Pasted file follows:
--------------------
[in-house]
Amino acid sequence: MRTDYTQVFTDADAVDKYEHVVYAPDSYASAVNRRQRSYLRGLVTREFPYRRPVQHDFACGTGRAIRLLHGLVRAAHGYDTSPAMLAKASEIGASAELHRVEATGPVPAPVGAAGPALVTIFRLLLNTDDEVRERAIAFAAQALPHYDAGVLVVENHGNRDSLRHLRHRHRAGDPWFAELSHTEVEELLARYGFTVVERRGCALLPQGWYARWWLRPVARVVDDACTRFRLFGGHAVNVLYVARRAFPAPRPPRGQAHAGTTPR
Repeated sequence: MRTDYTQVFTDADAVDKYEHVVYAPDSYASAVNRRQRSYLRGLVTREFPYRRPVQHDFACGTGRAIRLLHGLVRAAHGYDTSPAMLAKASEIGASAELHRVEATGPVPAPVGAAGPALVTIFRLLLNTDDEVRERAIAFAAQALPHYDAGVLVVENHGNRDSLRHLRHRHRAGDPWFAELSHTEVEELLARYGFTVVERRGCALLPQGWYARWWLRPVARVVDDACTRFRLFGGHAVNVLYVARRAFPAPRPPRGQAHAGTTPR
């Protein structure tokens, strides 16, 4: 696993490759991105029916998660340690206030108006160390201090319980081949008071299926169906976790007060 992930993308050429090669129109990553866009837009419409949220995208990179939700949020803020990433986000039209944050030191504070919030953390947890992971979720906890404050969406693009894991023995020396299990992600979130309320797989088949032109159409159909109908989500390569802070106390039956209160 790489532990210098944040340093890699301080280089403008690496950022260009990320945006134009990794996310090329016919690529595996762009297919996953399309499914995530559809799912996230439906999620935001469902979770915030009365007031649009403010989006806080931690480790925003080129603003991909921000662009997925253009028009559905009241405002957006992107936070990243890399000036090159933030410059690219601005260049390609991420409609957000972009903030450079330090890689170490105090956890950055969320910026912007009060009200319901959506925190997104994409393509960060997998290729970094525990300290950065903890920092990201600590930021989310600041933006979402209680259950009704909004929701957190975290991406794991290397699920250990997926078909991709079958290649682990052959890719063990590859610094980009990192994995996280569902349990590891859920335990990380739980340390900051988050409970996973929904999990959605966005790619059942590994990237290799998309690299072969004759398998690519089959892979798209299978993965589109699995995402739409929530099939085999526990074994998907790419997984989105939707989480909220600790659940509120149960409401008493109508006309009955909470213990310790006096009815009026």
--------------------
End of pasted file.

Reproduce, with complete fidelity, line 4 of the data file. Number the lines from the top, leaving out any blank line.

């Protein structure tokens, strides 16, 4: 696993490759991105029916998660340690206030108006160390201090319980081949008071299926169906976790007060 992930993308050429090669129109990553866009837009419409949220995208990179939700949020803020990433986000039209944050030191504070919030953390947890992971979720906890404050969406693009894991023995020396299990992600979130309320797989088949032109159409159909109908989500390569802070106390039956209160 790489532990210098944040340093890699301080280089403008690496950022260009990320945006134009990794996310090329016919690529595996762009297919996953399309499914995530559809799912996230439906999620935001469902979770915030009365007031649009403010989006806080931690480790925003080129603003991909921000662009997925253009028009559905009241405002957006992107936070990243890399000036090159933030410059690219601005260049390609991420409609957000972009903030450079330090890689170490105090956890950055969320910026912007009060009200319901959506925190997104994409393509960060997998290729970094525990300290950065903890920092990201600590930021989310600041933006979402209680259950009704909004929701957190975290991406794991290397699920250990997926078909991709079958290649682990052959890719063990590859610094980009990192994995996280569902349990590891859920335990990380739980340390900051988050409970996973929904999990959605966005790619059942590994990237290799998309690299072969004759398998690519089959892979798209299978993965589109699995995402739409929530099939085999526990074994998907790419997984989105939707989480909220600790659940509120149960409401008493109508006309009955909470213990310790006096009815009026």